By the middle of 2018, I made several attempts at career changes within the same company.  None went anywhere and they essentially closed the door for what would be possible in the foreseeable future at that company.  I expanded my search for other opportunities across the nation and found a job posting in Alaska for exactly what I was doing at the time.  Three months later I moved across the country to a state to which I had never been, where I knew no one, for a job for which I had not had an in-person interview.  I have been in Alaska for 2 months as I write this and I can already see the endless possibilities to Die Living here. I left Pennsylvania with two Pelican cases, a backpack full of clothes, and the dog packed into my Chevy Tahoe.  Just driving to Alaska was an adventure. I was on a relatively tight timeline due to the start date at my new company and the fact that I was essentially homeless. I still took the opportunity to do some sight-seeing on the drive up.  Seeing the Canadian Rockies from the ground was the most surreal experience of my life up to that point. I couldn’t believe the mountains were real. The green trees, white snow, and blue skies made the rock of the mountains look like a painting rather than real life.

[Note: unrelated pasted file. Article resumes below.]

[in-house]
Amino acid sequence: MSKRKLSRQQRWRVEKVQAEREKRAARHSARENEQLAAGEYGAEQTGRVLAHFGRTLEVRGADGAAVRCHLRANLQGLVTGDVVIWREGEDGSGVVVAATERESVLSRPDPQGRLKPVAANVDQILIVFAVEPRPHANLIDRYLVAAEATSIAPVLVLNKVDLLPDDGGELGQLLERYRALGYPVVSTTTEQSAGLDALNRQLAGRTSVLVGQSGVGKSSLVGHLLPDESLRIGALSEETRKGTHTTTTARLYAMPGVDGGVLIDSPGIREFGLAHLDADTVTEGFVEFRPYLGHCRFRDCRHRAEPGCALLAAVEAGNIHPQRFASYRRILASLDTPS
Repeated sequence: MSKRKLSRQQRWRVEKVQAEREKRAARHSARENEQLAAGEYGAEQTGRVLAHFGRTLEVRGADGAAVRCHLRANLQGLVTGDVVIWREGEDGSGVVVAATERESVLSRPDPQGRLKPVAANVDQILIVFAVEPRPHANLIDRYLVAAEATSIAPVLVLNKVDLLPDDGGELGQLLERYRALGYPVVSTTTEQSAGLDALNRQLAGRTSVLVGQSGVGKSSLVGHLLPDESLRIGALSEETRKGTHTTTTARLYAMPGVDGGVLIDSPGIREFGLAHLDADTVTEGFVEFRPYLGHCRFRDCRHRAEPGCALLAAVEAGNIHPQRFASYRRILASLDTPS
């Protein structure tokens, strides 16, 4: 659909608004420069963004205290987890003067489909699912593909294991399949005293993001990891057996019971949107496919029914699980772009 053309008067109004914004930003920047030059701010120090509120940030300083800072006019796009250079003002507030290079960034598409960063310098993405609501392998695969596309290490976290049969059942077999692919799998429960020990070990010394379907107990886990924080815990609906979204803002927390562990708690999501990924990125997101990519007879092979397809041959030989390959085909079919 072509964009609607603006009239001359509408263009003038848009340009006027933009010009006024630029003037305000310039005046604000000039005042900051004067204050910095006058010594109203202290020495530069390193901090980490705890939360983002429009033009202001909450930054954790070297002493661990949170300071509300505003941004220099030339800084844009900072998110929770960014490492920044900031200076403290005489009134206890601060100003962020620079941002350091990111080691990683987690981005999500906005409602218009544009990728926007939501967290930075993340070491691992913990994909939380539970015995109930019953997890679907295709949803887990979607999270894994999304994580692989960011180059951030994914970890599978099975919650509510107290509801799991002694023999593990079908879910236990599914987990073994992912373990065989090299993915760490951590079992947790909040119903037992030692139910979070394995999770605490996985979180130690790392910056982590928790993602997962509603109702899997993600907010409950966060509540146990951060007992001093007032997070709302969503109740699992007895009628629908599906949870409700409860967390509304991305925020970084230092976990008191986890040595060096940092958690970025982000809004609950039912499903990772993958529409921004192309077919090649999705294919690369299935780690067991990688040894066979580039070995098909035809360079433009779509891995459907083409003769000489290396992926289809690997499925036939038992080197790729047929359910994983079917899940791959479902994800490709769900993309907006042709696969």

In the midst of the career path changes, I managed to make a real friend.  We were both looking for someone to share our experiences with. There were multiple times when she and I didn’t see eye to eye; times we fought and pushed the other away for months. But every time we really needed someone; we were always there for one another.  I don’t know what I would do without her in my life at this point.